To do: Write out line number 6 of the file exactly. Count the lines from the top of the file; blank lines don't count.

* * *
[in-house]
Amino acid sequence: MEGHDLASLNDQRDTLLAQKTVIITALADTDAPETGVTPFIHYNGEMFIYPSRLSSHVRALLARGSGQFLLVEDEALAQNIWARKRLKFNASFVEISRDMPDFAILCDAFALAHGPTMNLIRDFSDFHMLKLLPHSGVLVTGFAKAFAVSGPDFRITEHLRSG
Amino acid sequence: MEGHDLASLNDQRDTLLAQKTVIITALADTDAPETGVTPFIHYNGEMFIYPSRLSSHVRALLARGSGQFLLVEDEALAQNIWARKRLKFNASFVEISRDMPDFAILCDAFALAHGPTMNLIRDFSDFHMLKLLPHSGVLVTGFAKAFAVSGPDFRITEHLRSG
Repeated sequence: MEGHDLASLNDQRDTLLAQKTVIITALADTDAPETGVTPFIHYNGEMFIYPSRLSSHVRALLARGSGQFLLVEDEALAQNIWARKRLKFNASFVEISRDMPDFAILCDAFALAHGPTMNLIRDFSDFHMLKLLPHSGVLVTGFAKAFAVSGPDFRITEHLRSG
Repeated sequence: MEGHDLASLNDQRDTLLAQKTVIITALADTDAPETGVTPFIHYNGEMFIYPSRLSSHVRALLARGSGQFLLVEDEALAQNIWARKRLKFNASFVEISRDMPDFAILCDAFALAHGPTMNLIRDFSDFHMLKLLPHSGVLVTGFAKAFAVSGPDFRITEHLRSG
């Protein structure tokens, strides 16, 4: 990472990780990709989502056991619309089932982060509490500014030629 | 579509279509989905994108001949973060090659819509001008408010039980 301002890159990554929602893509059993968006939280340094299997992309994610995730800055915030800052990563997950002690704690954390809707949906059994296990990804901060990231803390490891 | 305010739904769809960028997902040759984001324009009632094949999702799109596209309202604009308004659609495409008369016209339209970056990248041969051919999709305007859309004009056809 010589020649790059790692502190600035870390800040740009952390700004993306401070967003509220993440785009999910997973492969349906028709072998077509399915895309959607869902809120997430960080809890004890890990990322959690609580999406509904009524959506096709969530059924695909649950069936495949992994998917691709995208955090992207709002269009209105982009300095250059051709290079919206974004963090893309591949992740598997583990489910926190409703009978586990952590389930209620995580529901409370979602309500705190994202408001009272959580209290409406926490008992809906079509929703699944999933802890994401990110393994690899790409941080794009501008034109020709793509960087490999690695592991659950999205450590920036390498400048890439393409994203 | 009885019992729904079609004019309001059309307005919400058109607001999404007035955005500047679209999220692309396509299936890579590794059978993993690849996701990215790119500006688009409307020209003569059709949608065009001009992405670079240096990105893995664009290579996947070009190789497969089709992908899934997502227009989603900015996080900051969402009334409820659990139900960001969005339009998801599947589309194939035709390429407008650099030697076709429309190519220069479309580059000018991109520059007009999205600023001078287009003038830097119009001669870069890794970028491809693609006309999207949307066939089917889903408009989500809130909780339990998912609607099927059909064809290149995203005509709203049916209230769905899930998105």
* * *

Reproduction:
């Protein structure tokens, strides 16, 4: 990472990780990709989502056991619309089932982060509490500014030629 | 579509279509989905994108001949973060090659819509001008408010039980 301002890159990554929602893509059993968006939280340094299997992309994610995730800055915030800052990563997950002690704690954390809707949906059994296990990804901060990231803390490891 | 305010739904769809960028997902040759984001324009009632094949999702799109596209309202604009308004659609495409008369016209339209970056990248041969051919999709305007859309004009056809 010589020649790059790692502190600035870390800040740009952390700004993306401070967003509220993440785009999910997973492969349906028709072998077509399915895309959607869902809120997430960080809890004890890990990322959690609580999406509904009524959506096709969530059924695909649950069936495949992994998917691709995208955090992207709002269009209105982009300095250059051709290079919206974004963090893309591949992740598997583990489910926190409703009978586990952590389930209620995580529901409370979602309500705190994202408001009272959580209290409406926490008992809906079509929703699944999933802890994401990110393994690899790409941080794009501008034109020709793509960087490999690695592991659950999205450590920036390498400048890439393409994203 | 009885019992729904079609004019309001059309307005919400058109607001999404007035955005500047679209999220692309396509299936890579590794059978993993690849996701990215790119500006688009409307020209003569059709949608065009001009992405670079240096990105893995664009290579996947070009190789497969089709992908899934997502227009989603900015996080900051969402009334409820659990139900960001969005339009998801599947589309194939035709390429407008650099030697076709429309190519220069479309580059000018991109520059007009999205600023001078287009003038830097119009001669870069890794970028491809693609006309999207949307066939089917889903408009989500809130909780339990998912609607099927059909064809290149995203005509709203049916209230769905899930998105």